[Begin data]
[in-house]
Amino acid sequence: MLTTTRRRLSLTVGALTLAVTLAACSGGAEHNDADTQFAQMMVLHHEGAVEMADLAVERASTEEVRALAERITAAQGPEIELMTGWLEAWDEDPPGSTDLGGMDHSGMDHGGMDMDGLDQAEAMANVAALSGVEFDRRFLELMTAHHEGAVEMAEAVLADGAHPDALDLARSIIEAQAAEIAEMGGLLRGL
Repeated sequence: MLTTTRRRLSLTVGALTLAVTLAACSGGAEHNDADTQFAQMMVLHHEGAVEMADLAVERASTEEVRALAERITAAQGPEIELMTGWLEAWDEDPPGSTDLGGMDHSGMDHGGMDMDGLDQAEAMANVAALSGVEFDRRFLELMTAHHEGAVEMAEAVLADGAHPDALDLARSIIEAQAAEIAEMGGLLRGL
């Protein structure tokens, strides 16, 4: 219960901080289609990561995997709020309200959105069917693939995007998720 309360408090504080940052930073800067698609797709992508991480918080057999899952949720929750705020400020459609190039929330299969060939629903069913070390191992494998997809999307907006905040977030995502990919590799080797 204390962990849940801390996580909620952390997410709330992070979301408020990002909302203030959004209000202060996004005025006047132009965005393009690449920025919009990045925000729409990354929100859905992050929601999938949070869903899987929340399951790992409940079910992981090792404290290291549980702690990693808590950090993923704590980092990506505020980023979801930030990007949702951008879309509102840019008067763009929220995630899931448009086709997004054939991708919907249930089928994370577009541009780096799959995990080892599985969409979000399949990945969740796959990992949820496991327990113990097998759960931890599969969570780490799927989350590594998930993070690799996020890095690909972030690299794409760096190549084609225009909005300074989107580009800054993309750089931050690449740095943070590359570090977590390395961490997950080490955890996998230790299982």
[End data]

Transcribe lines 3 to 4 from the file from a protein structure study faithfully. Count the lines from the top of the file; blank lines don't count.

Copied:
Repeated sequence: MLTTTRRRLSLTVGALTLAVTLAACSGGAEHNDADTQFAQMMVLHHEGAVEMADLAVERASTEEVRALAERITAAQGPEIELMTGWLEAWDEDPPGSTDLGGMDHSGMDHGGMDMDGLDQAEAMANVAALSGVEFDRRFLELMTAHHEGAVEMAEAVLADGAHPDALDLARSIIEAQAAEIAEMGGLLRGL
């Protein structure tokens, strides 16, 4: 219960901080289609990561995997709020309200959105069917693939995007998720 309360408090504080940052930073800067698609797709992508991480918080057999899952949720929750705020400020459609190039929330299969060939629903069913070390191992494998997809999307907006905040977030995502990919590799080797 204390962990849940801390996580909620952390997410709330992070979301408020990002909302203030959004209000202060996004005025006047132009965005393009690449920025919009990045925000729409990354929100859905992050929601999938949070869903899987929340399951790992409940079910992981090792404290290291549980702690990693808590950090993923704590980092990506505020980023979801930030990007949702951008879309509102840019008067763009929220995630899931448009086709997004054939991708919907249930089928994370577009541009780096799959995990080892599985969409979000399949990945969740796959990992949820496991327990113990097998759960931890599969969570780490799927989350590594998930993070690799996020890095690909972030690299794409760096190549084609225009909005300074989107580009800054993309750089931050690449740095943070590359570090977590390395961490997950080490955890996998230790299982």